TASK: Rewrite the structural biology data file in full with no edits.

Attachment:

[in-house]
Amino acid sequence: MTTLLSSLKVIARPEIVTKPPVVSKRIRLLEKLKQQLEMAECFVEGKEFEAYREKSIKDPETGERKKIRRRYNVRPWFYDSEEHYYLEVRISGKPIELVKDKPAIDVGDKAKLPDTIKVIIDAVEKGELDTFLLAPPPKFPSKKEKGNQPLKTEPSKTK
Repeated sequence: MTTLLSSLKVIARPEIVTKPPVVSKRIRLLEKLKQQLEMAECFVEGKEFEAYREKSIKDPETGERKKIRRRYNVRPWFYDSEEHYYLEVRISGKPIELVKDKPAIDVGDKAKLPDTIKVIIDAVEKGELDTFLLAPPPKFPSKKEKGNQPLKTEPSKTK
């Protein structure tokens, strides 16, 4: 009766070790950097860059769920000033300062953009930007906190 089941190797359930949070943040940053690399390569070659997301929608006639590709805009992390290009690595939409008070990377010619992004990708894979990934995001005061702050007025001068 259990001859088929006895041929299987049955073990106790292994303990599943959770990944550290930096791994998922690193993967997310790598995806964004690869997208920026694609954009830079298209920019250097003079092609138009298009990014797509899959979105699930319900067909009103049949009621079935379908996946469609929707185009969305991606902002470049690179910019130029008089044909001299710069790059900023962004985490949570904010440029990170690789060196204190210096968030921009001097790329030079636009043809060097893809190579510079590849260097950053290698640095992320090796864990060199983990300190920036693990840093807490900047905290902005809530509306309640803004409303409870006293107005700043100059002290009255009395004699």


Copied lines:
[in-house]
Amino acid sequence: MTTLLSSLKVIARPEIVTKPPVVSKRIRLLEKLKQQLEMAECFVEGKEFEAYREKSIKDPETGERKKIRRRYNVRPWFYDSEEHYYLEVRISGKPIELVKDKPAIDVGDKAKLPDTIKVIIDAVEKGELDTFLLAPPPKFPSKKEKGNQPLKTEPSKTK
Repeated sequence: MTTLLSSLKVIARPEIVTKPPVVSKRIRLLEKLKQQLEMAECFVEGKEFEAYREKSIKDPETGERKKIRRRYNVRPWFYDSEEHYYLEVRISGKPIELVKDKPAIDVGDKAKLPDTIKVIIDAVEKGELDTFLLAPPPKFPSKKEKGNQPLKTEPSKTK
């Protein structure tokens, strides 16, 4: 009766070790950097860059769920000033300062953009930007906190 089941190797359930949070943040940053690399390569070659997301929608006639590709805009992390290009690595939409008070990377010619992004990708894979990934995001005061702050007025001068 259990001859088929006895041929299987049955073990106790292994303990599943959770990944550290930096791994998922690193993967997310790598995806964004690869997208920026694609954009830079298209920019250097003079092609138009298009990014797509899959979105699930319900067909009103049949009621079935379908996946469609929707185009969305991606902002470049690179910019130029008089044909001299710069790059900023962004985490949570904010440029990170690789060196204190210096968030921009001097790329030079636009043809060097893809190579510079590849260097950053290698640095992320090796864990060199983990300190920036693990840093807490900047905290902005809530509306309640803004409303409870006293107005700043100059002290009255009395004699």